It has a few problems - it's still too long despite the number of short songs. I listened three times and every single time my mind drifted off 2/3rds in. It doesn't help that the best songs are mostly at the beginning (though a few goodies further down).

While I prefer this album to NWA's, and appreciated the fact that De La Soul could tackle the same ghetto issues without sounding like insanely sexist, violent thugs, NWA were still more compelling rappers. A trade off I guess.

Score - 7.5/10

Genre - Hip-Hop

Best Tracks - The Magic Number, Me, Myself and I

Recommended - Yes

Kings of Leon - Aha Shake Heartbreak

Decade - 1990's

Kings of Leon - Aha Shake Heartbreak

Kings of Leon are a rock group from Tennessee, and this is their second album.

How this got through on the list (and how they got TWO entries as well!) is beyond me. This is just cliched rock not even done well. Imagine some straight up rock, throw in a bit of sexy southern sounds, a lead singer who grates on you after one song and there you go, you have Kings of Leon.

Aha Shake Hearbreak was recieved quite well by the critics. I can only imagine they had either listened to something worse beforehand or they had cottonball in their ears.

It's not awful, it's not anywhere near good, and I really could have lived without hearing it.

(It's still a bit better than The White Stripes though!)

Score - 3/10

Genre - Rock

Best Tracks - ummmm

Recommended? No.

Thursday, February 08, 2007

Battle of the Decades #3

2000's - M.I.A - Arular - Not really good enough to be included in this list. 5/10

1990's - Basement Jaxx - Remedy - Good dance album 7/10

1980's - Janet Jackson - Rhythem Nation 1814 - Solid pop/R&B 7.5/10

1970's - The Damned - Machine Gun Etiquette - Good punk - 7/10

1960's - The Stooges - The Stooges - Solid rock album - 7.9/10

1950's - Miles Davis - Kind of Blue - Still not my thing - 6/10

WINNER - The Stooges - The Stooges - 1960's

Coming Up:

Ray Charles - Genius of...
Scott Walker - Scott 4
Michael Jackson - Off the Wall
De La Soul - 3 Feet High and Rising
Kings of Leon - Aha Shake Heartbreak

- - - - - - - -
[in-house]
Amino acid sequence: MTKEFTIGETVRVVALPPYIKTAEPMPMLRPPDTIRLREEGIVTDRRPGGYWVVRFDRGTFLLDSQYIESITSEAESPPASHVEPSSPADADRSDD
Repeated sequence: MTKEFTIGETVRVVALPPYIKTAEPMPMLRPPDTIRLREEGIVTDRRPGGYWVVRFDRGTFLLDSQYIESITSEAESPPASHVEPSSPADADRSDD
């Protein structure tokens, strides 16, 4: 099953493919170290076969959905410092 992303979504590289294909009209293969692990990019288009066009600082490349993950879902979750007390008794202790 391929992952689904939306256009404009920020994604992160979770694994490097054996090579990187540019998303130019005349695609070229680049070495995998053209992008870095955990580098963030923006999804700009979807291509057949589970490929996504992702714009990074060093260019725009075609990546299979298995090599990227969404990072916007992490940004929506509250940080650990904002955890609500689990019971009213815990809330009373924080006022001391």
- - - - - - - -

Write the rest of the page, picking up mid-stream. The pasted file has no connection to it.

Miles Davis - Kind of Blue

Decade - 1950's

Miles Davis - Kind of Blue (1959)

Whenever you do these kinds of lists - you always end up having to review someone hugely respected with fans who would want to hunt you down if you disrespect them or fail to see how wonderful they are. Imagine for example, if I gave The Beatles' Revolver 1/10 (that is NOT going to happen, but y'know). There's always the temptation to give in and give a good score just to appease everyone and maintain your credibility and "good taste".

This is one of those albums. It's a classic Jazz album by one of the best Jazz musicians, so I might have gotten away with dissing Dave Brubeck but Miles Davis?!? Uh Oh.

So I was preparing to find ways to say "yeah, meh" whilst still being a little tactful. I'd already dutifully listened about 3 times and still I felt nothing...

And then..........

Well still nothing! This wasn't leading up to some epiphany where I suddenly realise what great music it is! On the other hand, I didn't hate it and it doesn't deserve the elevator music label I bestowed on poor Dave, so that's something.

I just DON'T get this kind of Jazz. I don't NEED melodies, but I apparently DO need movement in a song and this kind of meandering just doesn't float my boat. I liked this better than Time Out, by quite a lot. I liked the mood better, and it's not uninteresting or boring. It just doesn't sustain my interest for attentive listening and I'm just not a background music type. It also doesn't effect me emotionally, and THAT is my benchmark.

So honestly? He may be wonderful, or this may be a wonderful album, but not every great album is for every person.

Score - 6/10

Genre - Jazz

Best Songs - No idea

Recommended - If you like Jazz

Tuesday, February 06, 2007

The Stooges - The Stooges

Decade - 1960's

The Stooges - The Stooges

The Stooges were an American rock band formed in the late 60's and fronted by Iggy Pop. This was their debut album and it was not a critical or popular success. I'm not really sure why because plenty of much worse albums seemed to been popular at the time!